New Documentary Celebrates Trailblazing Lawyer and Lawmaker Connie Cook '43Ithaca, NEW YORK, Jan 28, 2016
In 2009, documentary filmmaker Sue Perlgut attended the memorial service of Connie Cook '43. "Speaker after speaker after speaker talked about this phenomenal woman," she recalls. Standing with fellow attendees afterward, Perlgut remarked that someone should make a documentary about the trailblazing lawyer and lawmaker. In 2015 that idea came to fruition with the release of Connie Cook: a Documentary.
With the help of New York State Assemblywoman Barbara Lifton, Perlgut and collaborator Nils Hoover created the film through Perlgut's Ithaca-based company CloseToHome Productions. Celebrating Cook as "a woman ahead of her time," the documentary focuses principally on Cook's fight to decriminalize abortion. Among several public screenings last year was a campus-wide event at Myron Taylor Hall.
Perlgut is now working with women in Ithaca to create a major outreach program that will bring screenings of the documentary to high schools, colleges, and Planned Parenthood facilities throughout the country. "The young women who've seen the film think it's fantastic," she says. "They understand what's at stake."
What's at stake, Perlgut says, are women's reproductive rights. In the 1960s, Perlgut was fighting for those rights on the streets of New York City. At the same time, Cook was fighting for them in the New York State Assembly as she championed a landmark piece of legislation. It wasn't the first time she was in the vanguard, and it wouldn't be the last.
Constance Eberhardt Cook was one of only three women in the Cornell Law class of 1943. After graduating, she worked as one of the first female lawyers in a New York City corporate firm. She went on to serve as confidential legal aid to New York Governor Thomas Dewey and as legislative and administrative aide to Representative R. Ashbury.
In the 1960s and 70s, Cook was one of only three women in the New York State Assembly. As a Republican assemblywoman, she authored and promoted a piece of legislation decriminalizing abortion. This was in 1970, three years before Roe v. Wade.
Cook faced stiff opposition, even from many who would have liked to support the bill. Her fellow representatives feared political repercussions, not to mention condemnation from the pulpit at their own churches.
On the floor of the assembly, Cook argued that the bill was crucial, telling her fellow representatives, "There are many who say that this bill is abortion on demand. I submit that it is not. I submit that we have abortion on demand in the state of New York right now. Any woman that wants an abortion can get one, and the real difference is how much money she has to spend. If she has twenty-five dollars, she has it done here under the most abominable circumstances. If she has more money, she can go abroad . . . And if she doesn't have the twenty-five dollars, please don't forget that she can abort herself, and regretfully this is happening more often that you or I like to admit." By a margin of one vote, the bill passed-a victory that paved the way for the decriminalization of abortion nationwide.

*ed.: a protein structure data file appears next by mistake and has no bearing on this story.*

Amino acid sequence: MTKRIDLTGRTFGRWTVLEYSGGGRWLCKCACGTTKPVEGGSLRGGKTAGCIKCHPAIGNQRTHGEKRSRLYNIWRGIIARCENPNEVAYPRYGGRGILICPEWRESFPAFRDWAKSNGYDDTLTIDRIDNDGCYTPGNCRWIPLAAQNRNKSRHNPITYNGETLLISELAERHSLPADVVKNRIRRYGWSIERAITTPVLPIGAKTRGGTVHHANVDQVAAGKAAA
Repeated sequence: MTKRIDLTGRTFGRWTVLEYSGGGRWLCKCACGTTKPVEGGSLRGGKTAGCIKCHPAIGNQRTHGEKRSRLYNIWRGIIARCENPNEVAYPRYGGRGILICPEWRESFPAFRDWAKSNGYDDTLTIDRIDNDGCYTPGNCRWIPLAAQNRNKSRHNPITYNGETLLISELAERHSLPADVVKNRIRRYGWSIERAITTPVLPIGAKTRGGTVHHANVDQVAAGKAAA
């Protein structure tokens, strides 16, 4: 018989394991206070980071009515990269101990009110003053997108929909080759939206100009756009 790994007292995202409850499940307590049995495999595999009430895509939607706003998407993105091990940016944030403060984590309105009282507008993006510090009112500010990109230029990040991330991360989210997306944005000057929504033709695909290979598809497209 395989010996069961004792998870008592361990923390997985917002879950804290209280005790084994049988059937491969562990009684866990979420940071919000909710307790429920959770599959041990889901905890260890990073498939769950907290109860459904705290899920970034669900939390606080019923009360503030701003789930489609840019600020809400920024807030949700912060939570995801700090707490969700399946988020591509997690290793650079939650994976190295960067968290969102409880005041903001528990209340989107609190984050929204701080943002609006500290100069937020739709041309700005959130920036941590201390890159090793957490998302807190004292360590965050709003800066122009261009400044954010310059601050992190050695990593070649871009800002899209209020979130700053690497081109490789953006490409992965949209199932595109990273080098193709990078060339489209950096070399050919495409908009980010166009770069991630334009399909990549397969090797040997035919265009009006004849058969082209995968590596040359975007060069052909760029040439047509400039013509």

Cook continued to champion gender equality after departing the Assembly in 1974. In 1976 she brought a discrimination suit against the Episcopal Church of the United States, compelling the church to allow the ordination of female priests. That same year, Cook became the first female vice president of Cornell University; she presided over land grant affairs from 1976 to 1980.
Cook's story is incredibly timely and important, Perlgut asserts, because of the current embattlement of Planned Parenthood and of women's rights across the board. "I had an illegal abortion in 1965," she says. "I was lucky. I went to a doctor. It cost a third of my salary . . . I never want any woman to go through an illegal abortion." She says that watching and listening to mostly male politicians attempt to dismantle women's reproductive rights has enraged her. "As a filmmaker, I like to move on to the next project, but thanks to those politicians that would like to curb women's reproductive rights, I'm still focused on making sure this film is seen nationwide and that Connie's work is known and appreciated."